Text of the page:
Victor Carroon, the British astronaut in the Quatermass Experiment, endured his painful transformation into a malign extraterrestrial carpet with silent, stoic anguish. I am bearing my steady evolution into my own father with less dignity.
Readers of this web blog will know that I've long lamented the failure of the Antient Order of the Dad to lead me along the Path of the Hush Puppy. It looks like this impertinence has earned me an Ovidian punishment.
In my bachelor days I used to spend a few weeks at my parents' house each summer while they tramped around Bavaria in search of the Spear of Destiny. One year my father had abandoned his opposition to the video recorder ("Satan's trouser-press!" was his initial judgment) and filled a bookshelf with tapes for me to plunder.
To my New Statesmanly chagrin his video collection (pronounced "vie-deo" in Wales, by the way) consisted entirely of grim Brit war flicks like "Ice-Cold in Alex" and a couple of staid thrillers. After a comprehensive audit I found two films worth watching - "The Day of the Jackal" and another copy of the same.
I'd brought a worn tape of "Betty Blue" with me in lieu of human female company, otherwise I was at the mercy of Houseburner's Choice on the S4C Welsh channel. There was nothing for it but to go out and get bat-punching drunk down the Llawes Goch tavern every night and challenge the town's leading Gypsy artist to smoking competitions. Country ways.
Now, however, my dvd rental list is choked with offerings from Dirk Bogarde's khaki hetero phase and "Tora! Tora!Tora!", which I realised is not about exuberant Hasidim. There's certainly more Frederick than Bill in my Forsyth selection.
I shall pass over the Venn intersection with my father on politics and clothing with little comment. It is as much a question of age and affluence as of genes. Yes, both Lord Tebbit and Mr Netanyahu make a lot more sense to me now than they did in the 1980s, and my IRA funeral party chic has long been decommissioned in favour of sludgy tweeds and a tendency for my head to keep growing through the top of my hair.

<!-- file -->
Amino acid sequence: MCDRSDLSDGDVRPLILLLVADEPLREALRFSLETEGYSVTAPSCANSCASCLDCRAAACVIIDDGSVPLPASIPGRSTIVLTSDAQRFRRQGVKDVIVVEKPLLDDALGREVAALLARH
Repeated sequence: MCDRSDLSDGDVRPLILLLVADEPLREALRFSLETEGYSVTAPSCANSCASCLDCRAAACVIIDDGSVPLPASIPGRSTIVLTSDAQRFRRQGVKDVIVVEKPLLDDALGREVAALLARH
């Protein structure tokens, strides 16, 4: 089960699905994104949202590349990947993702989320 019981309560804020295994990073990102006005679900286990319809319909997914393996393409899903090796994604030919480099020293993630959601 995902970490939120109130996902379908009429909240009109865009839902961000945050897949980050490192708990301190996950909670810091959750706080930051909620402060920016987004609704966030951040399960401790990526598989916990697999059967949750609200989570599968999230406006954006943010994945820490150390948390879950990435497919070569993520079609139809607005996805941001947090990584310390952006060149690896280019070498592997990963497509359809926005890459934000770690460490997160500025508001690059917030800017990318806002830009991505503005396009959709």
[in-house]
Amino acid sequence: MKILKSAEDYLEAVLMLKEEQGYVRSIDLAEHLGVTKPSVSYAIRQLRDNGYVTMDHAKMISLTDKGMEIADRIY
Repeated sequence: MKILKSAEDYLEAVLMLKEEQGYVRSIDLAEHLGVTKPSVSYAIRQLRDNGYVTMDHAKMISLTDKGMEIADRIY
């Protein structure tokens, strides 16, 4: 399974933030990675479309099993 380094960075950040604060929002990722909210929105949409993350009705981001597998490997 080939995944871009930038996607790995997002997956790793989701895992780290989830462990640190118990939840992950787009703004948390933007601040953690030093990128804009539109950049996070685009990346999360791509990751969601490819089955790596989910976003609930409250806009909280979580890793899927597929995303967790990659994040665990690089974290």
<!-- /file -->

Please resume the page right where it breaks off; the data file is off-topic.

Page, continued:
Of more concern are major divergences from my previous philosophical theses on weighty matters. Film choices are one. Motor vehicles are another.
Keen Boyovians will recall the touching combination of reluctance and incompetence with which I approached learning to drive, while Mrs Boyo's cadres may prefer her more dialectical accounts.
Once I'd wrenched the certificate from the cold, hairless palm of the driving examiner, I swore to Mrs Boyo that our car would do no more than ferry her good self to that airstrip where she meets her Colombian chums near Dunwich and take our daughter Arianrhod on trips to the vet.
A few weeks passed and I'd become a sparking plug of chauvinist velocity, my right arm lobstered large from cabbie's elbow, my flecked eyes set on sneer alert for any signs of non-reverse parking or adherence to rural speed limits:
- I have to be lured from the driving seat by offers of raw steak, rum and an evening's viewing of the Top Gear three-part special on Wankel engines;
- On my frequent exiles from the Boyo bedroom I find solace in running my sac up and down the fan belt, which is warmer and more legal than hanging around that nurses' training college in the early hours; and
- Mention the word "escort" and once I'd have obliged with my little black book of big black ladies. Now I whimper "The Mark III - why, Ford, why?!"
More precious pillars of my persona may now be bracing themselves for the blows of banality.
My taste in music is so exquisite that previous lady friends have cited it as unreasonable behaviour. So when will I buy my first brass band medley or compilation of "hits"? And is that Mireille Mathieu luring me onto the rocks - in German?
As Gyppo Byard has gallantly recalled, I like my ladies the way I like my lemons - bitter, jaundiced and unwaxed. So what signs of decay can I next expect? I think of my father's film collection, and the words "Joan Greenwood" toll like a leper's bell in my inner ear. A yearning for Felicity Kendal will mean I've got off lightly.
Like Dorian Gray, I peer queerly at the picture that hangs in my study. A pipe has appeared in the breast pocket, true, but is that a ballpoint pen that now nestles beside it? Has the hour struck when, like Zhatko before me, I murmur "mon semblable - mon père"?